Don't HR Alone #49 - More than 100 Employees? You have work to do before 2018!
EEOC wants employers with 100 or more employees to submit wage info starting March 2018
The Equal Employment Opportunity Commission (EEOC) on Sept. 29 released an updated EEO-1 reporting form, which will require covered employers to provide employee pay data beginning in March 2018.
The controversial additions to the form are intended to improve EEOC investigations into pay discrimination based on gender, race and ethnicity.
"This is a significant development and marks the first time pay information will be reported on the EEO-1 filing," said Dara DeHaven, an attorney with Ogletree Deakins in Atlanta. "With access to this new data [set], the EEOC is sending a strong signal that it will increase its enforcement efforts."
Collecting the additional data will create significant administrative burdens for employers, said Mickey Silberman, an attorney with Jackson Lewis in Denver. He also said the data will be collected based on employee W-2 information, which won't provide an accurate comparison of employees' total compensation.
With some exceptions, private employers with 100 or more employees and federal contractors with 50 or more employees must complete an EEO-1 report each year.
Covered employers already provide demographic information on the form regarding the gender, race and ethnicity of employees by job category. The revised form now also asks for data about employees' pay as reflected in box 1 of their W-2 forms.
The changes to the form will not affect 2016 reports, which must be filed by Sept. 30. The new information must be provided in the 2017 form, and to give employers time to collect that data, the deadline for 2017 will be extended by six months to March 31, 2018.
Federal contractors with 50-99 employees get a break; they will not have to provide the pay data, although they will still have to report demographic data.
Burdensome Data Collection
"Collecting pay data is a significant step forward in addressing discriminatory pay practices," said EEOC Chair Jenny Yang.
"This information will assist employers in evaluating their pay practices to prevent pay discrimination and strengthen enforcement of our federal anti-discrimination laws," she said in a press statement.
However, employers and management attorneys have opposed the changes because they say the data that will be collected won't serve the agency's intended purpose.
"Collecting pay data in the highly aggregated manner proposed will not help identify unlawful pay discrimination," said Janese Murray on behalf of the Society for Human Resource Management at a March 16 agency hearing on the matter. Murray is the vice president of diversity and inclusion at Exelon Corp., a Fortune 150 energy firm based in Chicago.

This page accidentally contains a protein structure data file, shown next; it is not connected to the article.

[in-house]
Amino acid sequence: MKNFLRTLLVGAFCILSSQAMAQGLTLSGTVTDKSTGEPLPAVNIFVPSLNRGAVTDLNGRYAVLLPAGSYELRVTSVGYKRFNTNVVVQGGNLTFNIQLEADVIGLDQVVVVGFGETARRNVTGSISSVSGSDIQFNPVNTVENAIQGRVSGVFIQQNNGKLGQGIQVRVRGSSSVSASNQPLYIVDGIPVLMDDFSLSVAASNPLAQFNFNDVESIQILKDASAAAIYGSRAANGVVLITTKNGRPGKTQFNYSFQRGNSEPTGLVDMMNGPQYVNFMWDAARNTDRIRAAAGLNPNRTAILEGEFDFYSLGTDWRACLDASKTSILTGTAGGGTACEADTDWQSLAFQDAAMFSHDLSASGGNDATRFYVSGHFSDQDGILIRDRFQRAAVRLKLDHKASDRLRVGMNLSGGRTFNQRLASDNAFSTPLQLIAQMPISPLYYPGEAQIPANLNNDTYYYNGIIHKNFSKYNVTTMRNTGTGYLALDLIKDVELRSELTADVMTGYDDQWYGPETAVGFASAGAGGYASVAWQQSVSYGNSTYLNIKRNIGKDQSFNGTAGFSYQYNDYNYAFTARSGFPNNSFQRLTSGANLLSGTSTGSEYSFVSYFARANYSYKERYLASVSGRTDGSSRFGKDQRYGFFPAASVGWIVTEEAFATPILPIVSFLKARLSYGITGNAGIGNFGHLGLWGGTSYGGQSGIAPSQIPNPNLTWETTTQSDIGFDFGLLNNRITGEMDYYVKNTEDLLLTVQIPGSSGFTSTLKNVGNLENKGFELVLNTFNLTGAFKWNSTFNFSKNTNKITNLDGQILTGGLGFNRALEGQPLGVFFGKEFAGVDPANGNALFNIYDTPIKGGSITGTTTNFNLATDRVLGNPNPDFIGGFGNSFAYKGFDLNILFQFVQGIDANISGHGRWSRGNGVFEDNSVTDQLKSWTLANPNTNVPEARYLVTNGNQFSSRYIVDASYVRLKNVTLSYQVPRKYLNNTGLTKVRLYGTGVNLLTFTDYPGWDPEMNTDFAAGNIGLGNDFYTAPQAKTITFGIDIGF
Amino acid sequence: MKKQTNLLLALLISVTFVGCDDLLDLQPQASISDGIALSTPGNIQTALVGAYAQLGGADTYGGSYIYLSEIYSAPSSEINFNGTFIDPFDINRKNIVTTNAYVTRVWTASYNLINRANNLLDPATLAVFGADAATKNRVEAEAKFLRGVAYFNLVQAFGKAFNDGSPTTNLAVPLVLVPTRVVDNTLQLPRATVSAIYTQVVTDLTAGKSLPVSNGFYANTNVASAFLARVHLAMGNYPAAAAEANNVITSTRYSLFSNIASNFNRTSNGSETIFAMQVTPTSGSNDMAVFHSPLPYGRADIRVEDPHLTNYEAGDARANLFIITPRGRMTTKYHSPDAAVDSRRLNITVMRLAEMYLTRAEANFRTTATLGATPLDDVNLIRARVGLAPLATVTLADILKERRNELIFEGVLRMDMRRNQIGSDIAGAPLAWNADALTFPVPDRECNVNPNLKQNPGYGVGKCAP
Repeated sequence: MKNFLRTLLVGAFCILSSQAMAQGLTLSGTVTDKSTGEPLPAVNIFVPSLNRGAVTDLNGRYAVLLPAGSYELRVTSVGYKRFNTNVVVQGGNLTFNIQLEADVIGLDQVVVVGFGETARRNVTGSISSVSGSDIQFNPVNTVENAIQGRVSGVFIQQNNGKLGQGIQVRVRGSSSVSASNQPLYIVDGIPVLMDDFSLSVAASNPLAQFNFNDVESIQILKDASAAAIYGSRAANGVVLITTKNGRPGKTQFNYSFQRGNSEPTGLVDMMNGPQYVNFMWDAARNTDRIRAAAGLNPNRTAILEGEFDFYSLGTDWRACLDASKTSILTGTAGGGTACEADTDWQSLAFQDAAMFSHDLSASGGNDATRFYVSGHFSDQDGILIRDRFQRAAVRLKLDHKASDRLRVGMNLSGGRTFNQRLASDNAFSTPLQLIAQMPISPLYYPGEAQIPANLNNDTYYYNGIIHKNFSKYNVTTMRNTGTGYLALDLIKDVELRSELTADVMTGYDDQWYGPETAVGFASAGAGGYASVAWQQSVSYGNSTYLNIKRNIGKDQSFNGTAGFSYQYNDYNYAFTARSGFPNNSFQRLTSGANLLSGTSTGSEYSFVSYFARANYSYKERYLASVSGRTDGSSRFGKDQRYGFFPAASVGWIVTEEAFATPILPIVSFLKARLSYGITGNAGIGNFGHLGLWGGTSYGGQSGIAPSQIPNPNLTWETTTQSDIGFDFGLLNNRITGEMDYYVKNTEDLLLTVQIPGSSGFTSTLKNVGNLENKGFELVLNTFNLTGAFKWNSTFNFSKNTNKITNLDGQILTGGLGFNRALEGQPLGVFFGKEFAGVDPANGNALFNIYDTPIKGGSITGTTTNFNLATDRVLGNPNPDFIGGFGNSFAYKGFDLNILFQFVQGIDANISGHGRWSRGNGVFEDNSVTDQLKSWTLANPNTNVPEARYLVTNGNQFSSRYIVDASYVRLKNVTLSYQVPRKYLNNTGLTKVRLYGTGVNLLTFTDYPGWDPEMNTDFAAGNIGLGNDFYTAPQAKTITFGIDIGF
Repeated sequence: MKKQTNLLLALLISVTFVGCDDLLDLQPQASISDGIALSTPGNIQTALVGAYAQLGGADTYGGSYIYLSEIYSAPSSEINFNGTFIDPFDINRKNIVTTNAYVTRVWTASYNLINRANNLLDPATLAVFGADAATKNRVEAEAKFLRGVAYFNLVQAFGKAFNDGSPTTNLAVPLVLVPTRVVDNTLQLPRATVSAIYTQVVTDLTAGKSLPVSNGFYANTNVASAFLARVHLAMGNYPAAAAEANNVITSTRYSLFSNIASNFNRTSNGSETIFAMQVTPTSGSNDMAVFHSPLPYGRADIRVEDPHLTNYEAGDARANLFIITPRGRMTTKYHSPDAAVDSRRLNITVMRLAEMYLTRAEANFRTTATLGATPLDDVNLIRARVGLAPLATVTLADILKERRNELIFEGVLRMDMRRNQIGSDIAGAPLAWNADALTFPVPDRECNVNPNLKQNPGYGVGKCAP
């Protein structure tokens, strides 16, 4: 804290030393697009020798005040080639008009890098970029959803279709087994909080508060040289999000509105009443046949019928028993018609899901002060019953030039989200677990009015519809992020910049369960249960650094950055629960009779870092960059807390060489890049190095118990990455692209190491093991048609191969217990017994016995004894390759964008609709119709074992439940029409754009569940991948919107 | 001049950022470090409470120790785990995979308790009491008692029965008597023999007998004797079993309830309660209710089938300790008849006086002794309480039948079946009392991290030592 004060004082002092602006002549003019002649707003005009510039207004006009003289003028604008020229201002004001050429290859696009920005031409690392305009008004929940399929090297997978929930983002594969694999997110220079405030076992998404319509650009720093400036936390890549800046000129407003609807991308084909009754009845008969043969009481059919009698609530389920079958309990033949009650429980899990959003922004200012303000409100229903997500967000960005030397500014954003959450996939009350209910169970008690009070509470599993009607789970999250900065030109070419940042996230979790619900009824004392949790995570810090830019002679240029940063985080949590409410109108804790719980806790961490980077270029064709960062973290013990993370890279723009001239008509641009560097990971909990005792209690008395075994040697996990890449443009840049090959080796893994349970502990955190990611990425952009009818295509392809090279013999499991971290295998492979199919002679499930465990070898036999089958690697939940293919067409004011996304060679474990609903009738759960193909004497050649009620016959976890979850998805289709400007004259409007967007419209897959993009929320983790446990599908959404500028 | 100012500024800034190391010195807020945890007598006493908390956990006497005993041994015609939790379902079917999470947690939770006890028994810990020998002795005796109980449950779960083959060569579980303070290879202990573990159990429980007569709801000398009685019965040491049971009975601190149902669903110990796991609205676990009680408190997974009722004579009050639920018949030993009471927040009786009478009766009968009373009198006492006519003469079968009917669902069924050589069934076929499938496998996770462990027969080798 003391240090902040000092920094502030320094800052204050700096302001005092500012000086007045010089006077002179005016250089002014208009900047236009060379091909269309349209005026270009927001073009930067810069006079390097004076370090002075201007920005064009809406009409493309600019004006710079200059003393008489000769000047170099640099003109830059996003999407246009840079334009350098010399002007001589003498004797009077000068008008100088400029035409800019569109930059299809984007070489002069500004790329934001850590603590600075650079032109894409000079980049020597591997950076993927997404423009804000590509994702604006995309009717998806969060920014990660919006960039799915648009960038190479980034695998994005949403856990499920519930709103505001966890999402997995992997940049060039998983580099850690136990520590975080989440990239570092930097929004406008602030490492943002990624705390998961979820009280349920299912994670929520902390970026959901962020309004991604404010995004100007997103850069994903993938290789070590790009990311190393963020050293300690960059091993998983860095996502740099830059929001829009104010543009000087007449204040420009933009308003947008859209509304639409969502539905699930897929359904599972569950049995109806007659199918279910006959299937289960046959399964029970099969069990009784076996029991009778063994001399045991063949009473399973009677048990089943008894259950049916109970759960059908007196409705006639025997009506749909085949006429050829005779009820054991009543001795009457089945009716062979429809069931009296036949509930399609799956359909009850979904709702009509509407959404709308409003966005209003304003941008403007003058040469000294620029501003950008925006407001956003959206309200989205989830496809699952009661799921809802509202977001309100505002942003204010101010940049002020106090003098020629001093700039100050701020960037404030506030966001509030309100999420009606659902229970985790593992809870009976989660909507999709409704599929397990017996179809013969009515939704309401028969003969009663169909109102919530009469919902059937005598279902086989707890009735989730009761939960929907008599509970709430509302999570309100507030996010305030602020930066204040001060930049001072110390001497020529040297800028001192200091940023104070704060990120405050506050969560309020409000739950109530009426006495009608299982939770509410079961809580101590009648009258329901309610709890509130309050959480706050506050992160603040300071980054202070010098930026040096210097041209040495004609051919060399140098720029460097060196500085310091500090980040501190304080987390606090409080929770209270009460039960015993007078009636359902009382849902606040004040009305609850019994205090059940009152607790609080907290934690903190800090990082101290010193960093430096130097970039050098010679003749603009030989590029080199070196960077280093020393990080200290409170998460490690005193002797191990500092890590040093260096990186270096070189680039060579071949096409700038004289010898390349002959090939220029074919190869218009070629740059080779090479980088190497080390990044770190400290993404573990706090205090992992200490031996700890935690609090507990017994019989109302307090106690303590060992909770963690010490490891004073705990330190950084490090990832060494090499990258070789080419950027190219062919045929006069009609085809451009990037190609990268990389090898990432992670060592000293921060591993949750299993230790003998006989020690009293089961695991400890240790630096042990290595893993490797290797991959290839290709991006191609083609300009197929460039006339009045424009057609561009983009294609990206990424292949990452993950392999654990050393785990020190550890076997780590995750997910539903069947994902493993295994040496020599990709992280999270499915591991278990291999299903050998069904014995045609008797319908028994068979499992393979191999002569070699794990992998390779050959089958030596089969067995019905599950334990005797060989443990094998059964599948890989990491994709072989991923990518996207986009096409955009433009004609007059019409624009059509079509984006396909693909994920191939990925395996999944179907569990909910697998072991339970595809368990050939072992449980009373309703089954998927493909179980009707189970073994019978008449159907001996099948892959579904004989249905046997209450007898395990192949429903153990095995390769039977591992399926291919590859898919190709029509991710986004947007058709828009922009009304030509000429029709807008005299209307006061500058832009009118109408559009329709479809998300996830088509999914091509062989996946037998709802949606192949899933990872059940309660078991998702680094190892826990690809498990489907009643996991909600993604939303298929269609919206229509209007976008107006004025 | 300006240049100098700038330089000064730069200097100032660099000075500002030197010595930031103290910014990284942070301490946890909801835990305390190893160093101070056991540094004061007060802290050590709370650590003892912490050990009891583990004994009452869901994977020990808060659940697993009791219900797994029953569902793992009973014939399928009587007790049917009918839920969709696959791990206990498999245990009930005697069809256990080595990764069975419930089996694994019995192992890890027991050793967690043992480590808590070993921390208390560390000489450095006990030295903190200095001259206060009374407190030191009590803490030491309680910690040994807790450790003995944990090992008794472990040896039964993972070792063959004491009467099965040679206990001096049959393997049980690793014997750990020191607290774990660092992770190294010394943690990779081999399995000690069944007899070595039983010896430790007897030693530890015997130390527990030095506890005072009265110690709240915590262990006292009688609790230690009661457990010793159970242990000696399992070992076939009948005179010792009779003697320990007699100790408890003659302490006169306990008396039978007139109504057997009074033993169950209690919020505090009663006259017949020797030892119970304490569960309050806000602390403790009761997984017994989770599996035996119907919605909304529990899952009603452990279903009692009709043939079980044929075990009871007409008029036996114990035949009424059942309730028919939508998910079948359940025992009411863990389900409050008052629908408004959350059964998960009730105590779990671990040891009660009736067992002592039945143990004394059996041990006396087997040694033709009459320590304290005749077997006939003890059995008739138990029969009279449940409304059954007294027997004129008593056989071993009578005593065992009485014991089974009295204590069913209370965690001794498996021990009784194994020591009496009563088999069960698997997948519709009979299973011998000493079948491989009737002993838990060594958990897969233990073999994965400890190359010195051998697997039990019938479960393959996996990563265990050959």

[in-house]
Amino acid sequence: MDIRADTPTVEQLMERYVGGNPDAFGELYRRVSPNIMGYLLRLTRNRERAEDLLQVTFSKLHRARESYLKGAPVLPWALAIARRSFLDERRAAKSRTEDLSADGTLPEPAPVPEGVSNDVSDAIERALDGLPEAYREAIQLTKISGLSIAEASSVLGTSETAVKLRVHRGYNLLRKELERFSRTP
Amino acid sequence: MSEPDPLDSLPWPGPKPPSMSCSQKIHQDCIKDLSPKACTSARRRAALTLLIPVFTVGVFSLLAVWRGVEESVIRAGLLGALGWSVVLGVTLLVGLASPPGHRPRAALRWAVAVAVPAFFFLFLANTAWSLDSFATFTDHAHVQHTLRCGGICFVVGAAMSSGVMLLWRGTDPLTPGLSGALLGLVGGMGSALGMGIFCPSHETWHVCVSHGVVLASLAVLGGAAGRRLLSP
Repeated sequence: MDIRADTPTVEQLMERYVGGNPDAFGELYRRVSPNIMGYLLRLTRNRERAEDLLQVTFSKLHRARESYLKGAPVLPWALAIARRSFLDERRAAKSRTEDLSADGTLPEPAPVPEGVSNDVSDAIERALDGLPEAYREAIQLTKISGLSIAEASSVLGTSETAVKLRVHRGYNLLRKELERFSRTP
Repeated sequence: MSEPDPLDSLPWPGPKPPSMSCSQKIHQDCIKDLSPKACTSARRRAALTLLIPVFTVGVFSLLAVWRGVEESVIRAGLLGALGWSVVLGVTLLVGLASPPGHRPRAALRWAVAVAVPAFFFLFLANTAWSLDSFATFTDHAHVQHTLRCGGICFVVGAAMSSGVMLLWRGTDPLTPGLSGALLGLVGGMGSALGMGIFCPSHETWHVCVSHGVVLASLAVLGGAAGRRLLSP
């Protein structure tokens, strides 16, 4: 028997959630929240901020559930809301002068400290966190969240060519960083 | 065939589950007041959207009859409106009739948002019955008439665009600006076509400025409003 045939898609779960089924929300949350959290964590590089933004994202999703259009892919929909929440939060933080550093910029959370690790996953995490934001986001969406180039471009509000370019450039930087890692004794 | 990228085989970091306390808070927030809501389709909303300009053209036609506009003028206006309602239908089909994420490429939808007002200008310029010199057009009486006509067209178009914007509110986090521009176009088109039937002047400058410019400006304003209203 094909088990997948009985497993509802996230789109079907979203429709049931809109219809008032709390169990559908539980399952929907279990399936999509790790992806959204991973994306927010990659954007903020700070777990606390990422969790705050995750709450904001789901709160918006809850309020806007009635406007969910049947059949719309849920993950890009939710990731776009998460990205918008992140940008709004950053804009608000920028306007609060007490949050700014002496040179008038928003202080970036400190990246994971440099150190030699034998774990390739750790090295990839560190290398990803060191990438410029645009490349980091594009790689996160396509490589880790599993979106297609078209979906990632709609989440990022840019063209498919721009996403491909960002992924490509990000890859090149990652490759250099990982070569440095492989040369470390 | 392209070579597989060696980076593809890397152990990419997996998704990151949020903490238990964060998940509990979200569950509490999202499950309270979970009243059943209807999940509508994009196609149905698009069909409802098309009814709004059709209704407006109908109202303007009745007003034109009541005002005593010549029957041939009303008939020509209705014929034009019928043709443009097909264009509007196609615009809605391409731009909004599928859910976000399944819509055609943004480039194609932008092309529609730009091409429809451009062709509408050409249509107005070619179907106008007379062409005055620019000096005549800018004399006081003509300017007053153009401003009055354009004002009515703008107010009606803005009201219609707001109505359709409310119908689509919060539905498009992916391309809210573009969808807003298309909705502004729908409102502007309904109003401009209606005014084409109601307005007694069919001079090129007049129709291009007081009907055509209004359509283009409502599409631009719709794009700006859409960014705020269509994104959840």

"Over time, pay is increasingly influenced by an employee's chosen career path—previous jobs, experience, education, performance and geographic locations, along with level of responsibility," she said.
Silberman said that employers will "undoubtedly be exposed to burdensome investigations based on false positives."
"Comparing people with respect to their pay is complicated," he explained, "and relying on W-2 earnings may show a pay disparity when in fact none exists."
As an example, he said a male employee may exercise the option to purchase stocks in one year while a female employee exercises the option in another year. Because stock options aren't taxed until they're exercised, the pay data for these employees will look different on their W-2 forms even if they had the same options.
Furthermore, human resource information systems (HRIS) that contain demographic data about employees' race and gender generally don't communicate with payroll or time-keeping systems, Silberman said. Therefore, employers may face a costly and significant burden in collecting and compiling the data.
"Employers should consider conducting self-audits, preferably under attorney-client privilege, to determine in advance whether there appear to be any pay disparities that are difficult to explain through the application of legitimate business factors such as tenure or job-related education," said Cheryl Behymer, an attorney with Fisher Phillips in Columbia, S.C.
"These self-audits allow the employer to consider in advance how to address any pay disparities if it believes the disparities should be addressed through an equity adjustment," she said.
In an e-mail to SHRM Online, DeHaven recommended the following steps employers should take now to get ready for filing the new report and defending their pay decisions:
Assess existing HRIS and payroll systems to ensure that they can generate the necessary reports.
Meet with outside vendors to make sure they understand the new requirements.
Identify or develop policies that explain how employees earn overtime, bonuses, commissions and other components of W-2 box 1 wages.
Put systems in place to readily retrieve data regarding benefits choices employees make, because these choices can significantly affect W-2 income.
Identify job titles in each of the 10 EE0-1 job categories and analyze job descriptions to ensure they are accurate and will support pay decisions that reflect different job responsibilities.
Identify any existing pay bands that your company uses and map them to the new pay bands on the EEO-1 form.
Determine how to report hours worked for exempt employees.